In 2018, Bryan joined Adventist Health in Roseville, California, where he currently serves as senior vice president and chief mission officer, leading strategy and discourse about ethics, alignment to mission, spiritual care, relationship to faith communities, global mission, theological foundations of healthcare, and also overseeing philanthropy and grants initiatives.

Over the past 16 years, Bryan has served as adjunct professor teaching theology, business, communication and honors studies at numerous Adventist universities. He has served as a member of the North American Division executive committee, Upper Columbia Conference executive committee, Adventist Bioethics Consortium, SonBridge Community Center board, Rogers Adventist School board and Walla Walla Valley Academy board. He currently chairs the Walla Walla Valley Adventist Schools board.

“I am honored to be called to serve such a special place — one that is dedicated to God and to His glory and to His purposes in the world,” Bryan said. “Our family has called College Place home for 15 years, and we’ve been deeply blessed by the peerless mission of WWU and its people. I believe the Christ-centered university is the hope of the world, and we are excited to contribute to this bold venture.”

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Bryan preaches to a group.

“I am honored to be called to serve such a special place — one that is dedicated to God and to His glory and to His purposes in the world,” Bryan said about his new role as WWU president.

Bryan earned bachelor of arts degrees in history and religion from Southern Adventist University, a master of divinity degree from Andrews University, a doctor of ministry degree from George Fox University and a master of science degree in bioethics from Albany Medical College.

His wife, Nicole, earned a bachelor of arts degree in English from WWU, and, as a student, served as president of the Associated Students of Walla Walla University. She holds a master’s degree in education from Georgia State University and works in the health and physical education department at WWU. They have two children.

Bryan will replace John McVay, who is retiring after serving as WWU president for 18 years.

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The Bryan family serving on an Adventist mission trip to Kenya.

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Walla Walla University university relations department Bryan Named Next WWU President The Walla Walla University board of trustees is excited to announce that Alex Bryan has been unanimously appointed as the university’s 24th president.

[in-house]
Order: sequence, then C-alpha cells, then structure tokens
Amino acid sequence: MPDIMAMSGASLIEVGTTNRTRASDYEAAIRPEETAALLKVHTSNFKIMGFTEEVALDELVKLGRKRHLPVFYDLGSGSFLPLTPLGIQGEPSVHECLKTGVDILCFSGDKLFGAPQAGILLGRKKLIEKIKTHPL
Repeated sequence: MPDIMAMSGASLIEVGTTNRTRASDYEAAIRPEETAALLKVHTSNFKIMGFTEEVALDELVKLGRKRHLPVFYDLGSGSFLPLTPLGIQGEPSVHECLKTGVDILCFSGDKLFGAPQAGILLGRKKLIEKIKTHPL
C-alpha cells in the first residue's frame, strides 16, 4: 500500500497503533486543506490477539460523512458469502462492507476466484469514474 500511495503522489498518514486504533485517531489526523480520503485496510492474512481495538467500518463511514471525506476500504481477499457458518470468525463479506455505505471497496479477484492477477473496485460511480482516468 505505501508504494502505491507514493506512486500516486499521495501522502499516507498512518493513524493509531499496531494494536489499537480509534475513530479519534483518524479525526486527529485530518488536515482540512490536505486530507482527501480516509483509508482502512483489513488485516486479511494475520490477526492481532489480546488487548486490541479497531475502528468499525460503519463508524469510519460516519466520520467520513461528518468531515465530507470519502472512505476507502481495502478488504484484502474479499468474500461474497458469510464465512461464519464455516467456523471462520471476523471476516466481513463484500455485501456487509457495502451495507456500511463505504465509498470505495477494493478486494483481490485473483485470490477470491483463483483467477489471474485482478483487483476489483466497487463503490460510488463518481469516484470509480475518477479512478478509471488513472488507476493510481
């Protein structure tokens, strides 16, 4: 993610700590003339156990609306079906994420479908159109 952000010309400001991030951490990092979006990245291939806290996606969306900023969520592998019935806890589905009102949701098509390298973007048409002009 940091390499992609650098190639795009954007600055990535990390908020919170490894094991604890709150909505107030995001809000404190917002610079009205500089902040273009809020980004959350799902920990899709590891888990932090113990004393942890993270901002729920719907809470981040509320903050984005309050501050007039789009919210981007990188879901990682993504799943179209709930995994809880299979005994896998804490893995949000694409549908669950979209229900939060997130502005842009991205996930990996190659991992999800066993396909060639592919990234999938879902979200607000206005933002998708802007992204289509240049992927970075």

It Is Written Conducts Alaska Evangelism and Mission Trip https://nwadventists.com/news/2024/04/it-written-conducts-alaska-evangelism-and-mission-trip This spring, 70 volunteers at pop-up free health clinics in Anchorage and Bethel invited residents to find hope for their physical and spiritual needs ahead of Revelation Today: Hope for Humanity. Christine Magnuson Mission and Outreach 35145 Tue, 30 Apr 2024 13:00:00 -0700 Home

In spring 2024, It Is Written conducted a mission trip and evangelistic campaign in Alaska, culminating in the Revelation Today: Hope for Humanity series. 

In late March 2024, a mission team of 70 volunteers served in Anchorage, the largest city in Alaska, and Bethel, the largest rural community, ahead of the evangelistic series that began on April 5. The events were held in partnership with the Adventist Medical Evangelism Network and Alaska Conference.

John Bradshaw, It Is Written president, shared his excitement for the campaign and said, "It Is Written exists for the purpose of sharing the gospel. We're thrilled to be collaborating with the churches in Alaska. We have met many pastors and church members who are enthusiastic about what is taking place. The two mission teams are going to do great work for God, and we are trusting that the evangelistic meetings will reach many souls with the message for this time.”